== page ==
Die Facebook-Entscheidung des BGH enthält wichtige Aussagen zum Ausbeutungsmissbrauch, zu den Anforderungen an die Kausalität beim Ausbeutungsmissbrauch und zum Behinderungsmissbrauch, denen erhebliche Bedeutung weit über den Fall hinaus zukommen wird. Zudem betrifft die Entscheidung die im Fokus von Gesetzgebern und Wettbewerbsbehörden stehenden digitalen Märkte mit ihrer massenhaften Verarbeitung und Nutzung personenbezogener Daten. Indem der BGH seine Entscheidung – anders als das Bundeskartellamt – nicht auf datenschutzrechtliche Erwägungen stützt, sondern auf eine aufgedrängte, entgeltliche Leistungserweiterung zieht er ein originär kartellrechtliches Konzept heran. Und indem der BGH – anders als das OLG Düsseldorf – von einer wettbewerblichen Dimension des Falls ausgeht und hierauf stützend die Entscheidung des Bundeskartellamts im Ergebnis aufrechterhält, zeigt er, dass das Kartellrecht datengetriebenen Geschäftsmodellen Grenzen setzt.
The Facebook Decision of the German Federal Court of Justice – a Compass for the Control of Abusive Behaviour?
The decision of the German Federal Court of Justice (“BGH”) in the interim relief proceedings of Facebook against the prohibition decision of the Federal Cartel Office (“Bundeskartellamt”) is a milestone regarding the interpretation of the law on an abuse of a dominant market position. This article focusses on the findings of the BGH regarding an exploitative abuse, the causal link between market dominance and an exploitative abusive behaviour, an exclusionary abuse of a dominant position as well as the corresponding balancing of interests. It compares the findings of the BGH with the findings of the Bundeskartellamt’s decision and the decision of the Higher Regional Court Düsseldorf (“OLG Düsseldorf”) as the previous instance in the interim relief proceedings.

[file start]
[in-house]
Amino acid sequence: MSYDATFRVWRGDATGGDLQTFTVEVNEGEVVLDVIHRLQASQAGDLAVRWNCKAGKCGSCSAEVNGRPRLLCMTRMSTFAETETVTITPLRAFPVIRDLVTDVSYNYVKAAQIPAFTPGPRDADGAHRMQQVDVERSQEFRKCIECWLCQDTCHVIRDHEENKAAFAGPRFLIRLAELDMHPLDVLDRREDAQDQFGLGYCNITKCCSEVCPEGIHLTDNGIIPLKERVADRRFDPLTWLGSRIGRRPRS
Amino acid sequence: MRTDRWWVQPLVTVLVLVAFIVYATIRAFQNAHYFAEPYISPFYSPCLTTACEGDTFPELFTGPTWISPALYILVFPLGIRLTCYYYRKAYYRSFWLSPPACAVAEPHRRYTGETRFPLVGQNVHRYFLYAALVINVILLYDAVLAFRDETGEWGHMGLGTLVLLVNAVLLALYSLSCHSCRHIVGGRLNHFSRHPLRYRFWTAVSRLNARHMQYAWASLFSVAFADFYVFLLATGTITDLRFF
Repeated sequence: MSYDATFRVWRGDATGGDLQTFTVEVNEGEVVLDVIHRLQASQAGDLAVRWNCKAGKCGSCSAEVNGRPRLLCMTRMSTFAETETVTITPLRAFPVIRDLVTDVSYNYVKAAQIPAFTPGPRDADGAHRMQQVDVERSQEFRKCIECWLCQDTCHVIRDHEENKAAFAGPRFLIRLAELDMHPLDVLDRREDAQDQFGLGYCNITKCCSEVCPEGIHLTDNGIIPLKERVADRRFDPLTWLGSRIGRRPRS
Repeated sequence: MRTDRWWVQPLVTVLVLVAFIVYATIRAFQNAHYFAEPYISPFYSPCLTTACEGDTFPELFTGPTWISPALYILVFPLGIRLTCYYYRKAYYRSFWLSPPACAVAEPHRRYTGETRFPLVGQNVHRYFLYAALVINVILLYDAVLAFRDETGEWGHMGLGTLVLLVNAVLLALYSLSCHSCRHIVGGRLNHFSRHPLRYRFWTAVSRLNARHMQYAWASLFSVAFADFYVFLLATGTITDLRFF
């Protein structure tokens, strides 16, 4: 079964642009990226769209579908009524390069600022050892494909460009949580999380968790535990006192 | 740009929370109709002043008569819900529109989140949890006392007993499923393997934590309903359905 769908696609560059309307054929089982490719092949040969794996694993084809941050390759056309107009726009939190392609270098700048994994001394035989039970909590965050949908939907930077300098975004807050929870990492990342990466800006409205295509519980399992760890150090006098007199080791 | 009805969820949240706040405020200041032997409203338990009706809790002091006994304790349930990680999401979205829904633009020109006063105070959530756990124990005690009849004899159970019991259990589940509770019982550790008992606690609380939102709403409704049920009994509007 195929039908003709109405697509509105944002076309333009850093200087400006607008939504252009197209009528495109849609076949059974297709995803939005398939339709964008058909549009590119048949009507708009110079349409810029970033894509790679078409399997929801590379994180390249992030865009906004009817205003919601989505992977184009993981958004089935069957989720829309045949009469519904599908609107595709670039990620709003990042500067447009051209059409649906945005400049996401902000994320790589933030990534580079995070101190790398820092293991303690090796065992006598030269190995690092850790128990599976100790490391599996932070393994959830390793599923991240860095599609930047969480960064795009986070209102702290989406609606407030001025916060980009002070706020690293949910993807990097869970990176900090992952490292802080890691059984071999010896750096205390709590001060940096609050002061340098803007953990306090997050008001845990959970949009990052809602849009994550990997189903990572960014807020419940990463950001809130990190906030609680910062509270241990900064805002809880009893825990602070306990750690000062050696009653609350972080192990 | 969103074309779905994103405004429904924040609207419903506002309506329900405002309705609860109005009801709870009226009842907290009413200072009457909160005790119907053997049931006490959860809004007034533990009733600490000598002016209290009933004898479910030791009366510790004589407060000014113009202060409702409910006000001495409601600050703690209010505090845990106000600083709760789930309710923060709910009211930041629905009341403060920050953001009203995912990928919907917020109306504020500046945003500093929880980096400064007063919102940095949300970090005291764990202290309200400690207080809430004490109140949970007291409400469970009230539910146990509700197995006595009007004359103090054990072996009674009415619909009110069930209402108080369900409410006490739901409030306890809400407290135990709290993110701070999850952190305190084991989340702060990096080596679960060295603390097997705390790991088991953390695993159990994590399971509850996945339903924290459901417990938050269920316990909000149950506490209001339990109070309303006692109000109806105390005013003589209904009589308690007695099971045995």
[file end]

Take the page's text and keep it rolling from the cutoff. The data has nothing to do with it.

The Bundeskartellamt decided that Facebook abused its dominant position on the national market for social networks. The reason was that Facebook made the use of its social network conditional on the collection of user data from other Facebook services (e. g. Instagram and WhatsApp) as well as third parties’ websites and apps (“Off-Facebook-Data”) and the merging of this data with the data collected on Facebook’s social network (“On-Facebook-Data”). The Bundeskartellamt argued that this behaviour infringed the General Data Protection Regulation (EU) 2016/679 (“GDPR”). In the view of the Bundeskartellamt, this infringement of the GDPR also constituted an exploitative abuse of a dominant market position. In addition, the Bundeskartellamt regarded Facebook’s behaviour as an exclusionary abuse towards Facebook’s (potential) competitors.